• GlasGarten Shrimp Dinner 2
  • GlasGarten Shrimp Baby
  • GlasGarten Bacteria AE
  • GlasGarten ShrimpFit

Since I use automated food dispensers, I have prepared a mix of powdered ones to dispense together. Of course, I take into account that shrimps also like algae in the dose count.

Not everyone appreciates Shrimp Dinner 2, so occasionally, I vary the food and introduce something new to see if it is appreciated or not. I am trying many and continuously testing, e.g. GlasGarten Crispy Cave, Spirulina, Bio Spinach, GlasGarten Mineral Junkie, Shrimp Lollies Mix, and some foods created by local no-brand manufacturers.

Beneficial bacteria

  • Rise Bacteria
  • Rise Bacter One
  • Rise Bacter+

I have recently started using this brand of beneficial bacteria for shrimps, which was recommended to me by famous breeders of other shrimp species, and they indicated that it could have positive effects even for Sulawesi shrimp. At the moment, I do not have the tools and data to measure the effectiveness or success, so I rely on what is indicated.

Automation and monitoring

Every day, I am close to the tanks and dedicate a lot of time to observing them. However, I want it to be as automated as possible. As it is currently configured, I could be absent for up to 1 month without having to intervene in daily operations.

The water change is automated thanks to the Chihiros Dosing System. I have a tank containing pure RO water, another with re-mineralized water, and a third that is filled with water that is periodically removed from the tank.

Taking into account the evaporated water and the 10% that I want to change every week, I have parameterized the system to have a constant and perpetual water change. Periodically, I recharge the various tanks and remove the water from the dirty water tank. This is something I also do in other non-Sulawesi tanks with plants and other types of shrimps, and it is currently working very well, keeping the parameters always constant.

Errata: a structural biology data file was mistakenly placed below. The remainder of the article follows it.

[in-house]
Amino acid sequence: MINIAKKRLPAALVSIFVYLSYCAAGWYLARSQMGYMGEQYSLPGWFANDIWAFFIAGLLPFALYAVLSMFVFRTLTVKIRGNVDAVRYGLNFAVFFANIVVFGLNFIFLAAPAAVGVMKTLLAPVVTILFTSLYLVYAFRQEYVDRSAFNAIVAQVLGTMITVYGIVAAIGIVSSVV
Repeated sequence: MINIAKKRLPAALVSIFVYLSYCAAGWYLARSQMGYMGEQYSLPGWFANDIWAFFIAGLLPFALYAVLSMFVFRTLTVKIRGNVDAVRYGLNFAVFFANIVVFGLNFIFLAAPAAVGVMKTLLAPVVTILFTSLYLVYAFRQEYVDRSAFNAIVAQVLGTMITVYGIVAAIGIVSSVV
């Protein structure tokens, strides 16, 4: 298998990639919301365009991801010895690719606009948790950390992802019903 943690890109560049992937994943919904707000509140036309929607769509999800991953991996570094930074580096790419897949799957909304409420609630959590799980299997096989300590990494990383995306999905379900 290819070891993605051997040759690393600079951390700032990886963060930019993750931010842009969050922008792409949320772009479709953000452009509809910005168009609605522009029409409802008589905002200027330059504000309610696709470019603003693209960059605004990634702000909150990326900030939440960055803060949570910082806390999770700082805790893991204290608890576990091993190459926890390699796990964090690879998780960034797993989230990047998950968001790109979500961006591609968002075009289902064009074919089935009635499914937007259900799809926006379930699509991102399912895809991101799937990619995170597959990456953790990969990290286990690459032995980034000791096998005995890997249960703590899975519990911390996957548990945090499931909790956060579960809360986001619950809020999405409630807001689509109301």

Also, the food distribution is automated:

  • GlasGarten Shrimp Dinner 2 is dispensed through the iLonda fish feeder
  • GlasGarten Shrimp Baby + GlasGarten Bacteria AE + GlasGarten ShrimpFit are mixed and dispensed through the iLonda fish feeder
  • Rise Bacterias (Bacter One KS 50, Bacter + and Bacteria) are dispensed through the Chihiros Dosing System.

It requires a lot of patience in the first phase because the dosages need to be calibrated and monitored every day, but once everything is up and running, it works perfectly. Automation is very dangerous if mismanaged: if something goes wrong, the balance of things can be disrupted.

I found this Hollyland Arocam C2 HD Livestream camera that allows me to monitor everything, and thanks to a 12x optical zoom, I can even remotely see newly born shrimps. In addition, I created a script that runs on a RaspberryPi. It uses the camera to record videos of the various food dosing and sorting phases and sends them to Telegram when I'm not at home. This way I have control over the system's operation.

My level of automation is extreme, but for those who still want to automate, I recommend getting a food dosing system, liquid dosing system, and a remote control camera. This way, coding skills are not required.


I am not a professional, so I have limited myself to reporting my experience gained in 12 months. However, I dedicate a lot of time to experimenting (not directly in the tanks, I would never put the shrimps' lives at risk for a test), researching, documenting, and sharing experiences with experts. Currently, the various colonies are growing rapidly, and I try to improve every day.

Here are some negative experiences from which I have learned:

  • the use of a substrate that negatively affects the pH or a substrate, stones, and rocks that can significantly increase the TDS
  • the choice of combining multiple species together (making management more difficult, and one species will probably reproduce faster than the others)

Here are some positive experiences that I would like to share:

  • pay attention to water preparation and all values (including TDS)
  • balance the food for both adult shrimps and babies
  • use biological filters and beneficial bacteria to keep the water cleaner
  • always consider the habits and behavior of the shrimps in every choice

Damiano Ferraioli